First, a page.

Nobel Peace Prize winner Malala Yousafzai has spoken about the role of education at a service remembering victims of a school attack in Pakistan.
On 16 December last year more than 150 people, including many pupils, were killed in the attack on the Army Public School in Peshawar.
Two survivors, Muhammad Ibrahim Khan and Ahmad Nawaz, attended a memorial service in Birmingham.
Attendees were encouraged to wear white poppies in support of world peace.
Another memorial event will be held in London on Wednesday to remember the attacks.
Education campaigner Malala – who has lived in Birmingham since 2012 after being flown to the city for treatment when she was shot in the head by a Taliban gunman – said more work needed to be done to stop “brutal attacks” on children and prevent people in the West Midlands being radicalised and marginalised.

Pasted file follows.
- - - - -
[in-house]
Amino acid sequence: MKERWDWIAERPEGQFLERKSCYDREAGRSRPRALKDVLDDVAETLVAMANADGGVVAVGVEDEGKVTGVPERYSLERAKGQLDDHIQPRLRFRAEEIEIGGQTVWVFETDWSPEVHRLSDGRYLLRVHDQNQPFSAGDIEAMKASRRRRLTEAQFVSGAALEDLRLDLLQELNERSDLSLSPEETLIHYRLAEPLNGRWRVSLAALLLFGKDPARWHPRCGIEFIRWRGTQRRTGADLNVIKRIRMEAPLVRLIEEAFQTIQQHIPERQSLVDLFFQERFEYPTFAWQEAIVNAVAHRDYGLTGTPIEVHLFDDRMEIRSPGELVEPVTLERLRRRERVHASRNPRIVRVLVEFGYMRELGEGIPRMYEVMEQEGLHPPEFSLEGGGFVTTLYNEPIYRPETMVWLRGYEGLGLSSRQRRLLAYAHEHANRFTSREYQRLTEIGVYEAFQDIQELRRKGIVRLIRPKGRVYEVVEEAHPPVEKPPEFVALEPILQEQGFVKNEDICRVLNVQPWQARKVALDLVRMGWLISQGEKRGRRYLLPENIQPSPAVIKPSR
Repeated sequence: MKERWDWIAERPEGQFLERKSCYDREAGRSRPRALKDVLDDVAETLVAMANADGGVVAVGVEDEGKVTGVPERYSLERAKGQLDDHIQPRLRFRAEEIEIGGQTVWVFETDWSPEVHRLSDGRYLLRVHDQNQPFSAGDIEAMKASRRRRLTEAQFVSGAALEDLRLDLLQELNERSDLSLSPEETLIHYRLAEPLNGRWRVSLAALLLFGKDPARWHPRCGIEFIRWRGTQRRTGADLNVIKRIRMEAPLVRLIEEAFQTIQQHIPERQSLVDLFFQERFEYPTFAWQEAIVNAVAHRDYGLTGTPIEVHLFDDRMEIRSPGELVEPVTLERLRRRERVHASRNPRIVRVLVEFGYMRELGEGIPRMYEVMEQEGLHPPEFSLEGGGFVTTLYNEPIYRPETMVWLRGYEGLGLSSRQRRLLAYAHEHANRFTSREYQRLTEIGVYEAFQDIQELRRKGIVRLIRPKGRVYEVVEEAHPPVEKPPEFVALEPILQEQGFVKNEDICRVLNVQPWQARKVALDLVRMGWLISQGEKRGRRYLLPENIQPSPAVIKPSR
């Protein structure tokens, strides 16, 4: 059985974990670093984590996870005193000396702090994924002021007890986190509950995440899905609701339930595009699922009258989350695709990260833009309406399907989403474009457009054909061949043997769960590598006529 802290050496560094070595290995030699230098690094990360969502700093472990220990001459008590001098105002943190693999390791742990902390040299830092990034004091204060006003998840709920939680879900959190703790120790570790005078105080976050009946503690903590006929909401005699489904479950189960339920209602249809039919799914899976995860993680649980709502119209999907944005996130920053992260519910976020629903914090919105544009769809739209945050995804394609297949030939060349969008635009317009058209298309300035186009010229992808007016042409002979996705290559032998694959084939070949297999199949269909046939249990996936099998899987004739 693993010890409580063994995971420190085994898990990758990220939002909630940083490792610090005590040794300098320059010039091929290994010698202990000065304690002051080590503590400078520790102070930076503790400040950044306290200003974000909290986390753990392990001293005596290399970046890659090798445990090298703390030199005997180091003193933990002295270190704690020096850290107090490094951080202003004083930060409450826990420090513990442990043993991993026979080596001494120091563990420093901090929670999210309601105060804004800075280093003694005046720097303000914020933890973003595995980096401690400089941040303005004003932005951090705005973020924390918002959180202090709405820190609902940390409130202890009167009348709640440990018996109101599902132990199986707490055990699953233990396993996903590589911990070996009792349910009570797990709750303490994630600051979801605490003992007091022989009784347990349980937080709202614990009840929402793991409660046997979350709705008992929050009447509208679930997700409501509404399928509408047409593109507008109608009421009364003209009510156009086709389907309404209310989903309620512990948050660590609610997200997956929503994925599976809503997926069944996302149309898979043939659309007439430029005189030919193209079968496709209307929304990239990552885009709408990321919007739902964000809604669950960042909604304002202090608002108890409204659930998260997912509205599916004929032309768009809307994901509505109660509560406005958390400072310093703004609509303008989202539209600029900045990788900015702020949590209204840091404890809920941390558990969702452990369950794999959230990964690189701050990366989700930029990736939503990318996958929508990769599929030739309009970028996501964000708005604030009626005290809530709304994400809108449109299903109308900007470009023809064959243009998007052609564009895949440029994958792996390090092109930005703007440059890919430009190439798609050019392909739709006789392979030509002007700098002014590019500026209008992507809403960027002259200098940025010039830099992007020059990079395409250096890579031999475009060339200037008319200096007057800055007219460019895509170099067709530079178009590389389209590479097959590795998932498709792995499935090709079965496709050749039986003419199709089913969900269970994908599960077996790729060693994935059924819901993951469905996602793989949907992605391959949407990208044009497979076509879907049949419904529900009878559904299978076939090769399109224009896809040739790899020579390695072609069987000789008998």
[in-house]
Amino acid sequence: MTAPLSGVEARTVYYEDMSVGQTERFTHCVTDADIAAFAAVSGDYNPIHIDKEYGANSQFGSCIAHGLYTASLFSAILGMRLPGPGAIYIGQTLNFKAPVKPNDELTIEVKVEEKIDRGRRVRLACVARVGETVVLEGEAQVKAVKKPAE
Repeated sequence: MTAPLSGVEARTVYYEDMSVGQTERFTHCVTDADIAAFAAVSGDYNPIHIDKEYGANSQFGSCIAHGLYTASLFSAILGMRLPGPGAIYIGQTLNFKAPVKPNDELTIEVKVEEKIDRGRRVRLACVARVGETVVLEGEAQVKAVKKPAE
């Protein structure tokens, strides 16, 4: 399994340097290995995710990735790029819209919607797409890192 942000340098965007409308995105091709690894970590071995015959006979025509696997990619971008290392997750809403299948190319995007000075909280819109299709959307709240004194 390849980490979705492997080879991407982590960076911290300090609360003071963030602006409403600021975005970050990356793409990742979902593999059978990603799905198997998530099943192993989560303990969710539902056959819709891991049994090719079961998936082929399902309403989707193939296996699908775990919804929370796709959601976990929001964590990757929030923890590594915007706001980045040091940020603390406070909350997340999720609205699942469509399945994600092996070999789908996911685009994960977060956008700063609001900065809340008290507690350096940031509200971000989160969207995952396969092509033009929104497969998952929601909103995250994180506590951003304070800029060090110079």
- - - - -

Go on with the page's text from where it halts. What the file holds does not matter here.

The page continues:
“We need to make sure that we try to connect different cultures and different religions together,” she said.
Ahmad, who has also settled in Birmingham since surviving the Peshawar attack, said Malala was “inspirational” in convincing him to campaign on behalf of terrorism victims.
“I will be the voice of all the children who are suffering from this type of terrorism and are not getting education,” he said.